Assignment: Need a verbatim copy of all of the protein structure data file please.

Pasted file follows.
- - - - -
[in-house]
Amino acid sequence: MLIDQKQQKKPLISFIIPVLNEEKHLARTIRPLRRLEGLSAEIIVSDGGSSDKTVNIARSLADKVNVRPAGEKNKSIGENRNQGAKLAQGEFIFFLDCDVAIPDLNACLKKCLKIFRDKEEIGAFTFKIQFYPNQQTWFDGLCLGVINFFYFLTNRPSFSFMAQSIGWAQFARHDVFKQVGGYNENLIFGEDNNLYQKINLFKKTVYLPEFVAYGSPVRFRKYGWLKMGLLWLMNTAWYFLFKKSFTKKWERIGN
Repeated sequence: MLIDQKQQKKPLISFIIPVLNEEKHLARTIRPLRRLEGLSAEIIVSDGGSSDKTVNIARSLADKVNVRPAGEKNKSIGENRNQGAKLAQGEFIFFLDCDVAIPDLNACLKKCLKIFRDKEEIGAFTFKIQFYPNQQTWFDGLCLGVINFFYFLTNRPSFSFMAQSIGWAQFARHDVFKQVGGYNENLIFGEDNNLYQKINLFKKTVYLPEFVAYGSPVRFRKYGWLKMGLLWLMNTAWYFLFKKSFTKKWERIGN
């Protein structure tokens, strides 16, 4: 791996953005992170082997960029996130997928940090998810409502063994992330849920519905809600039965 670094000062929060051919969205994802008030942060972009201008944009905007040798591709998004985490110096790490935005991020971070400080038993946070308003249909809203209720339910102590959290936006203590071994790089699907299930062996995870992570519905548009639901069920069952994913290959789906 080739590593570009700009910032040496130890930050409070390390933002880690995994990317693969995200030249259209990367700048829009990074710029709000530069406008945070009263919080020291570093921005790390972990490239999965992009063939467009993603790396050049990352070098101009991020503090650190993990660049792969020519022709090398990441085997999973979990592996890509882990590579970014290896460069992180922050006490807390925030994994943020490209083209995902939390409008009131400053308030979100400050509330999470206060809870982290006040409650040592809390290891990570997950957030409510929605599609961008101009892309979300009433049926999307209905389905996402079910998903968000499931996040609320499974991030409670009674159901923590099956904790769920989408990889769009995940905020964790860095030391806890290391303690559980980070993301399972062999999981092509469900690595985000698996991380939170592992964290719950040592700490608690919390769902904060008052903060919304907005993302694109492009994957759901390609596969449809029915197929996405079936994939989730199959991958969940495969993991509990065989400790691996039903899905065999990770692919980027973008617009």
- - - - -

[in-house]
Amino acid sequence: MLIDQKQQKKPLISFIIPVLNEEKHLARTIRPLRRLEGLSAEIIVSDGGSSDKTVNIARSLADKVNVRPAGEKNKSIGENRNQGAKLAQGEFIFFLDCDVAIPDLNACLKKCLKIFRDKEEIGAFTFKIQFYPNQQTWFDGLCLGVINFFYFLTNRPSFSFMAQSIGWAQFARHDVFKQVGGYNENLIFGEDNNLYQKINLFKKTVYLPEFVAYGSPVRFRKYGWLKMGLLWLMNTAWYFLFKKSFTKKWERIGN
Repeated sequence: MLIDQKQQKKPLISFIIPVLNEEKHLARTIRPLRRLEGLSAEIIVSDGGSSDKTVNIARSLADKVNVRPAGEKNKSIGENRNQGAKLAQGEFIFFLDCDVAIPDLNACLKKCLKIFRDKEEIGAFTFKIQFYPNQQTWFDGLCLGVINFFYFLTNRPSFSFMAQSIGWAQFARHDVFKQVGGYNENLIFGEDNNLYQKINLFKKTVYLPEFVAYGSPVRFRKYGWLKMGLLWLMNTAWYFLFKKSFTKKWERIGN
């Protein structure tokens, strides 16, 4: 791996953005992170082997960029996130997928940090998810409502063994992330849920519905809600039965 670094000062929060051919969205994802008030942060972009201008944009905007040798591709998004985490110096790490935005991020971070400080038993946070308003249909809203209720339910102590959290936006203590071994790089699907299930062996995870992570519905548009639901069920069952994913290959789906 080739590593570009700009910032040496130890930050409070390390933002880690995994990317693969995200030249259209990367700048829009990074710029709000530069406008945070009263919080020291570093921005790390972990490239999965992009063939467009993603790396050049990352070098101009991020503090650190993990660049792969020519022709090398990441085997999973979990592996890509882990590579970014290896460069992180922050006490807390925030994994943020490209083209995902939390409008009131400053308030979100400050509330999470206060809870982290006040409650040592809390290891990570997950957030409510929605599609961008101009892309979300009433049926999307209905389905996402079910998903968000499931996040609320499974991030409670009674159901923590099956904790769920989408990889769009995940905020964790860095030391806890290391303690559980980070993301399972062999999981092509469900690595985000698996991380939170592992964290719950040592700490608690919390769902904060008052903060919304907005993302694109492009994957759901390609596969449809029915197929996405079936994939989730199959991958969940495969993991509990065989400790691996039903899905065999990770692919980027973008617009």